The current mood around Chelsea is one of cautious excitement. After beating their nemesis Wolfsburg in the quarter-final of the UEFA Women’s Champions League, the Blues now head into a semi-final meeting with Bayern Munich. As such, they are one step closer to realising Emma Hayes’ ‘nine-year project’.
However, the quarter-finals did seemingly reveal a chink in their armour - one that has many questioning the team’s mental resolve to finish the season strongly. There are many questions that need to be answered to truly determine whether there are faults, and if so, does Hayes have the resources to adapt and change things.
Are Chelsea better equipped at playing a certain system? Does Pernille Harder fit the current setup? Or are there players who could be better utilised to improve the side? This analysis will try to answer these questions and more.
Systems, roles and an evolution
With the additions to the squad, Hayes turned her attention into trying to fit in arguably the world’s best player in Harder. Now with Sam Kerr, Fran Kirby, Harder and Bethany England to choose from, Hayes needed to find a system that allowed as many of her attacking talents to play at once without sacrificing their quality.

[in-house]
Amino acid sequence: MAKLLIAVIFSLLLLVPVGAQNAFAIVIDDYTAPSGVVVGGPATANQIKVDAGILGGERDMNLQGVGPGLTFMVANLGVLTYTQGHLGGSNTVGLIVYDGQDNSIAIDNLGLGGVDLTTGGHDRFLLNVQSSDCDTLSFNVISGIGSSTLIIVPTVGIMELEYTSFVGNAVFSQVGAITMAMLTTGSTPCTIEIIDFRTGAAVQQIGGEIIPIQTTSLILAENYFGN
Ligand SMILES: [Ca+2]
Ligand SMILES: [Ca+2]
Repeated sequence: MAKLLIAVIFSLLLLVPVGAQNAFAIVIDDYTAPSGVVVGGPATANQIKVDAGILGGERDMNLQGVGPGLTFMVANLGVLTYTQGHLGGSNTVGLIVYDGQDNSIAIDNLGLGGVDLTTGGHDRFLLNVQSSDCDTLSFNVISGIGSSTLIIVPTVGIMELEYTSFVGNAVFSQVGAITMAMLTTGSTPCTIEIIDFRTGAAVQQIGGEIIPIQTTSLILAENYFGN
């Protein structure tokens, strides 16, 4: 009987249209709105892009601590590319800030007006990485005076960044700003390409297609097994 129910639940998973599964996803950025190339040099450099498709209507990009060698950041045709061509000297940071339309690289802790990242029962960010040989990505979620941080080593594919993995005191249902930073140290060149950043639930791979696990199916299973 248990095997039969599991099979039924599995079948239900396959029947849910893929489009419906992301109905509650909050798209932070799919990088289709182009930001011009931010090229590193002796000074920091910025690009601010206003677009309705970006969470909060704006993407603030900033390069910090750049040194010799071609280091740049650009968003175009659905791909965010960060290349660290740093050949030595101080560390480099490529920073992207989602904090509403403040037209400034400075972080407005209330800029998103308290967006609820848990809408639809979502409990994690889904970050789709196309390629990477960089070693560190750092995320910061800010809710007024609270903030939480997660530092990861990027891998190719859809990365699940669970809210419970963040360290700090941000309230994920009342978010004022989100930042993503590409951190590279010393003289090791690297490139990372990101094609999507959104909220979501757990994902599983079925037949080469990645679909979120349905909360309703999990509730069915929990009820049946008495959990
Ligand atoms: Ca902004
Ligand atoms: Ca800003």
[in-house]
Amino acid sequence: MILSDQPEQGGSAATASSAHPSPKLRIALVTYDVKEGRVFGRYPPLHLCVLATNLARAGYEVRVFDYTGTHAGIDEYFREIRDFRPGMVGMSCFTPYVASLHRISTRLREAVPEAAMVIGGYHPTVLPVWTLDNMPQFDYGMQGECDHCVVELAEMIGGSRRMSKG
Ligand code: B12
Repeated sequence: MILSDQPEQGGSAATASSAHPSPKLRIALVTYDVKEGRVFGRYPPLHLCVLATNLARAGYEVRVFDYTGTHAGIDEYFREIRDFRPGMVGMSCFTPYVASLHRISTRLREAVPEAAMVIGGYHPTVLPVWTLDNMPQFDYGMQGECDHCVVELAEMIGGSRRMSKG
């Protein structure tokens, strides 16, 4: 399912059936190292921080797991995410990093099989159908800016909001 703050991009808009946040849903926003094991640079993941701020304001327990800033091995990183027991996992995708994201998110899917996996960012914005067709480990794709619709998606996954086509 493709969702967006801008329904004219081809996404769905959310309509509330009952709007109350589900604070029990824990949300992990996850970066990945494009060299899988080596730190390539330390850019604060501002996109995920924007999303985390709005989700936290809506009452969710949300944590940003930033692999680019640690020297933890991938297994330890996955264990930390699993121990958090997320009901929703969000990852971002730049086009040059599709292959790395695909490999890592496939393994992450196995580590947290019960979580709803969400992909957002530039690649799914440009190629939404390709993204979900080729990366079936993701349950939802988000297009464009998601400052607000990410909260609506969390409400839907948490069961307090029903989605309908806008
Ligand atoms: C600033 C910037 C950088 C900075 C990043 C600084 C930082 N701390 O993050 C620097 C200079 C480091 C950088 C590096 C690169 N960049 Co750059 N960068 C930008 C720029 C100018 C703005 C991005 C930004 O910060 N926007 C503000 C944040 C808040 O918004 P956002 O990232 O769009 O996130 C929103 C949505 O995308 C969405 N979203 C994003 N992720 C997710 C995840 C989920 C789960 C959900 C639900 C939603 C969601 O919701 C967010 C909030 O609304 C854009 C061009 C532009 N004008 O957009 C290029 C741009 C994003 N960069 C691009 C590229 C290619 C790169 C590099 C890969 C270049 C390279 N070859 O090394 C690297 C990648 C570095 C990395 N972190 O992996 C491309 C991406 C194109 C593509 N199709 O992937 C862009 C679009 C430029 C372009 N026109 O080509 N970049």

Thus entered the return of the 4-2-3-1 formation which saw Harder integrated into her favoured Number 10 position. Though the 4-4-2 is still a highly used formation, they’ve reverted to a 4-2-3-1 more often and added the 4-3-1-2 variant too.
Tactically, the 4-2-3-1 system is often played when you have players who prefer to cut inside from the wide areas to overload the centre of the pitch. It’s a system focused on creating overloads and superiorities across the pitch. One of the reasons for its popularity is the flexible approach it offers, giving the team balance in both defence and attack.
A core double-pivot offers you a base to work from and enables the attacking three to interchange and link up with the centre-forward. Additionally, the full-backs play an integral role in creating width and overlapping runs.